Keurigs are awesome because they are easy, fun, and brews just the right amount of joe: one cup. But coffee snobs would argue the newest appliances born out of the ‘single cup brewing’ fad leaves much to be desired. To the aficionados with a more advanced palate, Keurigs Tassimo, Nespresso, and the like tend to brew weak, stale, poor quality coffee. But what’s not to love about the single cup method? Zero waste, ensured freshness, simplicity. For the hoity toity single brewers, pour-over coffee is an attractive method that is becoming popular in local cafes.
What is it?
Pour-over coffee, also known as hand-pour coffee, is a method of single cup coffee brewing originating from Japan. The setup is simple: a coffee mug, a (cone shaped) coffee filter, good quality ground coffee, and a cone filter holder. The latter piece can be quite attractive and stylish. You also will need a kettle to heat the water. Many people use a swan-neck kettle for precision pouring (it also looks really neat). Medium-fine ground coffee is placed in the filter-lined filter holder which sits nicely atop your coffee mug. Water is heated (not quite boiling temperatures) and then slowly, VERY slowly, poured over the grounds which filter the coffee into the mug. The pouring (brewing) process takes about three minutes — you will have amazingly strong wrists if you pour over every day!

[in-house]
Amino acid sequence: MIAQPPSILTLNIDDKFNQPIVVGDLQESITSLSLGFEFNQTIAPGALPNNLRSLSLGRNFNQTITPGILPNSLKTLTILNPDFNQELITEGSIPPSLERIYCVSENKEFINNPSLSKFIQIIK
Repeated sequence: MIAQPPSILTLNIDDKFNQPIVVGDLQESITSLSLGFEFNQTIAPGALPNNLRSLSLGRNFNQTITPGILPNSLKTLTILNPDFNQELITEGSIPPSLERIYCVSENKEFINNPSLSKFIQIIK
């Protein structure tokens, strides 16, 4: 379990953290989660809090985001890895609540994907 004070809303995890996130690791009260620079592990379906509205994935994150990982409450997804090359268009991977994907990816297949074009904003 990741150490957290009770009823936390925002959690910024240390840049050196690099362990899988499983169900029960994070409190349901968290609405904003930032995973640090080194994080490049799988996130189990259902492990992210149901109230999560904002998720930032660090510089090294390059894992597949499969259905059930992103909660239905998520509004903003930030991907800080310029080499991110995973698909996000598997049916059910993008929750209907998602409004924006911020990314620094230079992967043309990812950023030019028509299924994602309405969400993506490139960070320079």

This is a time-consuming and meticulous method that doesn’t really jive with the blurry-eyed early morning coffee routine that I am used to. But there is a tipping point on
how to final product tastes. If it tastes a lot better than my countertop espresso machine (automatic but still takes about 4 minutes to heat and grind), I might be willing to adopt a nice wrist exercise to my morning routine. When compared to a normal, drip-brew cup of joe, the flavor is stronger, rounder, and cleaner. The longer the pour, the stronger the bolder the flavor because the water has more time to interact with the grounds. So if cutting corners is your thing, hand-pour might not be the ideal option. Have you ever tried the pour over method? If so, how did you like it?